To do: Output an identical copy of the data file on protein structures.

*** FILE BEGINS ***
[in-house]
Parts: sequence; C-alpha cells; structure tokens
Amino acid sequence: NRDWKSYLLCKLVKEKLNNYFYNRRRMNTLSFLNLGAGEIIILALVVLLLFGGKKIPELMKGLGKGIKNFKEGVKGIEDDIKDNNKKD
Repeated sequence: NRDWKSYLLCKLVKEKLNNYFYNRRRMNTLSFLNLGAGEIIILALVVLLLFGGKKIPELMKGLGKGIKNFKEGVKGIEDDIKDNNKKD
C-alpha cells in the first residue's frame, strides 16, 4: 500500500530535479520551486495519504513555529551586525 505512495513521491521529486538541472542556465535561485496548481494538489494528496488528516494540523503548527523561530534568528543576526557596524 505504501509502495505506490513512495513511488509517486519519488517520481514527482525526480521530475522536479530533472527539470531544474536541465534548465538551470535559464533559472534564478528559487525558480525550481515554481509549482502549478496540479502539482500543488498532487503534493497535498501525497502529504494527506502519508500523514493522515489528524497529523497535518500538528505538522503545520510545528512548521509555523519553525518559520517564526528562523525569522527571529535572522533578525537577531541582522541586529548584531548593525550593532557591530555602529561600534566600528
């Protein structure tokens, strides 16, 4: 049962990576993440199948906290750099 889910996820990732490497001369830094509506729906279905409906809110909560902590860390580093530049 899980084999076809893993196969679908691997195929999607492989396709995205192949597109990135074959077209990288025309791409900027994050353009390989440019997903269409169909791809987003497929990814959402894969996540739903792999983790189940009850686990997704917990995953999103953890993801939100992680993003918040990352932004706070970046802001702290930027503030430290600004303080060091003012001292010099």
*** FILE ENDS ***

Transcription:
[in-house]
Parts: sequence; C-alpha cells; structure tokens
Amino acid sequence: NRDWKSYLLCKLVKEKLNNYFYNRRRMNTLSFLNLGAGEIIILALVVLLLFGGKKIPELMKGLGKGIKNFKEGVKGIEDDIKDNNKKD
Repeated sequence: NRDWKSYLLCKLVKEKLNNYFYNRRRMNTLSFLNLGAGEIIILALVVLLLFGGKKIPELMKGLGKGIKNFKEGVKGIEDDIKDNNKKD
C-alpha cells in the first residue's frame, strides 16, 4: 500500500530535479520551486495519504513555529551586525 505512495513521491521529486538541472542556465535561485496548481494538489494528496488528516494540523503548527523561530534568528543576526557596524 505504501509502495505506490513512495513511488509517486519519488517520481514527482525526480521530475522536479530533472527539470531544474536541465534548465538551470535559464533559472534564478528559487525558480525550481515554481509549482502549478496540479502539482500543488498532487503534493497535498501525497502529504494527506502519508500523514493522515489528524497529523497535518500538528505538522503545520510545528512548521509555523519553525518559520517564526528562523525569522527571529535572522533578525537577531541582522541586529548584531548593525550593532557591530555602529561600534566600528
């Protein structure tokens, strides 16, 4: 049962990576993440199948906290750099 889910996820990732490497001369830094509506729906279905409906809110909560902590860390580093530049 899980084999076809893993196969679908691997195929999607492989396709995205192949597109990135074959077209990288025309791409900027994050353009390989440019997903269409169909791809987003497929990814959402894969996540739903792999983790189940009850686990997704917990995953999103953890993801939100992680993003918040990352932004706070970046802001702290930027503030430290600004303080060091003012001292010099």